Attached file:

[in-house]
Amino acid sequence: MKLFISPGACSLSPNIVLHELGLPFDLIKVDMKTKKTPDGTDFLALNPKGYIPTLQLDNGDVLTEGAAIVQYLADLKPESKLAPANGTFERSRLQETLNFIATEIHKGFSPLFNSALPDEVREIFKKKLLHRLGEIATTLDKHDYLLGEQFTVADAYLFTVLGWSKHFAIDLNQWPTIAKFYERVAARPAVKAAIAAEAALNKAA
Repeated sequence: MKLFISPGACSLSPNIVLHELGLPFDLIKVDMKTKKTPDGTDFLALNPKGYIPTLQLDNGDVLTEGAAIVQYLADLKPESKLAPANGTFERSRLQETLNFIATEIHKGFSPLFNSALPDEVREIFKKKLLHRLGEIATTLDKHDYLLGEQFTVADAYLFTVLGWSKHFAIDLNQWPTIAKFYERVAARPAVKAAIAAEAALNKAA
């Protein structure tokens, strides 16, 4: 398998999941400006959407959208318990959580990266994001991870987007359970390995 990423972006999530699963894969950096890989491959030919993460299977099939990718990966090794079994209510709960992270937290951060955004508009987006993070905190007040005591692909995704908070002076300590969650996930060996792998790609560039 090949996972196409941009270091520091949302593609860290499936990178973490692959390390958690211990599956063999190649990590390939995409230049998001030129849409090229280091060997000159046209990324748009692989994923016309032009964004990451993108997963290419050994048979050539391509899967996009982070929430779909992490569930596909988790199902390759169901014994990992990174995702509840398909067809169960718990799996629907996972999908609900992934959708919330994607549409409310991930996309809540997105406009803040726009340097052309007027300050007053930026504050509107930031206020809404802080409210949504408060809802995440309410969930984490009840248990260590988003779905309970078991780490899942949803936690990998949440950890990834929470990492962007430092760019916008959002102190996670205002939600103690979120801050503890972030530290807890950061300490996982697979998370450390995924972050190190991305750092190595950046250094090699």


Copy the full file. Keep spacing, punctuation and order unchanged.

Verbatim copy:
[in-house]
Amino acid sequence: MKLFISPGACSLSPNIVLHELGLPFDLIKVDMKTKKTPDGTDFLALNPKGYIPTLQLDNGDVLTEGAAIVQYLADLKPESKLAPANGTFERSRLQETLNFIATEIHKGFSPLFNSALPDEVREIFKKKLLHRLGEIATTLDKHDYLLGEQFTVADAYLFTVLGWSKHFAIDLNQWPTIAKFYERVAARPAVKAAIAAEAALNKAA
Repeated sequence: MKLFISPGACSLSPNIVLHELGLPFDLIKVDMKTKKTPDGTDFLALNPKGYIPTLQLDNGDVLTEGAAIVQYLADLKPESKLAPANGTFERSRLQETLNFIATEIHKGFSPLFNSALPDEVREIFKKKLLHRLGEIATTLDKHDYLLGEQFTVADAYLFTVLGWSKHFAIDLNQWPTIAKFYERVAARPAVKAAIAAEAALNKAA
């Protein structure tokens, strides 16, 4: 398998999941400006959407959208318990959580990266994001991870987007359970390995 990423972006999530699963894969950096890989491959030919993460299977099939990718990966090794079994209510709960992270937290951060955004508009987006993070905190007040005591692909995704908070002076300590969650996930060996792998790609560039 090949996972196409941009270091520091949302593609860290499936990178973490692959390390958690211990599956063999190649990590390939995409230049998001030129849409090229280091060997000159046209990324748009692989994923016309032009964004990451993108997963290419050994048979050539391509899967996009982070929430779909992490569930596909988790199902390759169901014994990992990174995702509840398909067809169960718990799996629907996972999908609900992934959708919330994607549409409310991930996309809540997105406009803040726009340097052309007027300050007053930026504050509107930031206020809404802080409210949504408060809802995440309410969930984490009840248990260590988003779905309970078991780490899942949803936690990998949440950890990834929470990492962007430092760019916008959002102190996670205002939600103690979120801050503890972030530290807890950061300490996982697979998370450390995924972050190190991305750092190595950046250094090699």